Players change direction through the central cone then finish on the sprint ladder
The player can carry a ball to the first cone and back, put it down in the middle before running out and back to the next cone, picking up the ball and carrying it for the next leg and so on.
You can also have two players running at the same time, with one player a corner behind, aiming to catch up the other player.
They will have to avoid each other when touching the middle cone, meaning they will be looking up as well as running hard.
Pressure game to mimic match day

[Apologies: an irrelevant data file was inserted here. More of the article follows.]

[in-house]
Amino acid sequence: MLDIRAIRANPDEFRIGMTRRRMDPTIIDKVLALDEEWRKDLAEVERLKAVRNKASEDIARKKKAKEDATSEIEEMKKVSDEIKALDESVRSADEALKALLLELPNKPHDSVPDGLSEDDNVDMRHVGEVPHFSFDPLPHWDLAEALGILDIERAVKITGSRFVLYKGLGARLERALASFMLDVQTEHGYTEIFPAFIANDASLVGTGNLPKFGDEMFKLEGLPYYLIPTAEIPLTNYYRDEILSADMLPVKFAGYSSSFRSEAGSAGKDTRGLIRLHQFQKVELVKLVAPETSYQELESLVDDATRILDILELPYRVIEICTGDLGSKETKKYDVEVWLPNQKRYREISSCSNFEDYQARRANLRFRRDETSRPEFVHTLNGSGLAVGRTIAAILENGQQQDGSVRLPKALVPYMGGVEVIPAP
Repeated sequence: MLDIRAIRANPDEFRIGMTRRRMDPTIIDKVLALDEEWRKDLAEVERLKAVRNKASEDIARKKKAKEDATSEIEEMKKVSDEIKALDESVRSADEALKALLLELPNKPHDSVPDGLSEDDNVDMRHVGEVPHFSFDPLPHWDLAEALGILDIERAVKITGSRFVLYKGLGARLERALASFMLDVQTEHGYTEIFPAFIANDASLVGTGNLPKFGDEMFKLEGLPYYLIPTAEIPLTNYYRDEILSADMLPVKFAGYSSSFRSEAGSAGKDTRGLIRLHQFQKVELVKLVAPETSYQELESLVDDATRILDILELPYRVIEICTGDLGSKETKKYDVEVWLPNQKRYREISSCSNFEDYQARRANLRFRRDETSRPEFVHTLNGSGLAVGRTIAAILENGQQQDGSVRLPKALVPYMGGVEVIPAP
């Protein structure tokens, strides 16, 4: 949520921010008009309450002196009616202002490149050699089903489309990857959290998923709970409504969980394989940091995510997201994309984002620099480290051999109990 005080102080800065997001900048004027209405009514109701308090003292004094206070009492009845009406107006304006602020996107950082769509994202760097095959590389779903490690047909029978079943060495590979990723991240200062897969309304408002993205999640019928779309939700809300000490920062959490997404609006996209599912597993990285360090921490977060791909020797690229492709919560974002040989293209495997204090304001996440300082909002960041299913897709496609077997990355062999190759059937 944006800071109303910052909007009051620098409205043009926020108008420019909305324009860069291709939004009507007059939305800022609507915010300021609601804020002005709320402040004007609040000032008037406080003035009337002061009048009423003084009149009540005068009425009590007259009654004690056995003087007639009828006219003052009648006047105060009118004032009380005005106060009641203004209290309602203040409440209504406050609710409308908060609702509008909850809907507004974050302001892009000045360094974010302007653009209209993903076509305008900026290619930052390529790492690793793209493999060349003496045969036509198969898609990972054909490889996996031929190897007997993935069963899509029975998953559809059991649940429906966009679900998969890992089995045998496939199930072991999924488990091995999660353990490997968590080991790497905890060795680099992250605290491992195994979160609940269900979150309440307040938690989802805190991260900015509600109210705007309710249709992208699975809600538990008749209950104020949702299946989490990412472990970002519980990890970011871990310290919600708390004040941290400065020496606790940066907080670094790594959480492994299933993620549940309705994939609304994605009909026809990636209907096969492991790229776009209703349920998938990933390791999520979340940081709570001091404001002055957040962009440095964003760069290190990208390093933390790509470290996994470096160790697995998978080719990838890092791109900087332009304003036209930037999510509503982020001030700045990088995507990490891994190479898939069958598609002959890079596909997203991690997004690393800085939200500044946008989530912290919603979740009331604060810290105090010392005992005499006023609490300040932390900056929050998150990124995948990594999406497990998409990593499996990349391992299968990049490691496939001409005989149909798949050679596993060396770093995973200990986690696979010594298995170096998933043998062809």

Start off passing in any direction to keep possession while defenders pressurise, then call a numbered try line. Attackers have to realign and all touch the ball before a try can be scored.
Set up two 20m squares side by side. Inside each square, place an equal number of attackers and defenders – between 6 and 10. Number the sides of the square 1–4.
Attackers pass the ball between themselves while the defence tries to intercept.
If an intercept occurs, the sides swap roles and the defenders become attackers.
When a side is called, the defence stands still – in our example “3” is called.
Attackers from both squares must score a try on the called side with every player handling the ball.
The try–scoring pass must be backwards but can be lateral, switch, miss or any other type of pass you would be happy for your players to perform in a match Defenders, although not allowed to move, can intercept the ball if it is passed to near to them.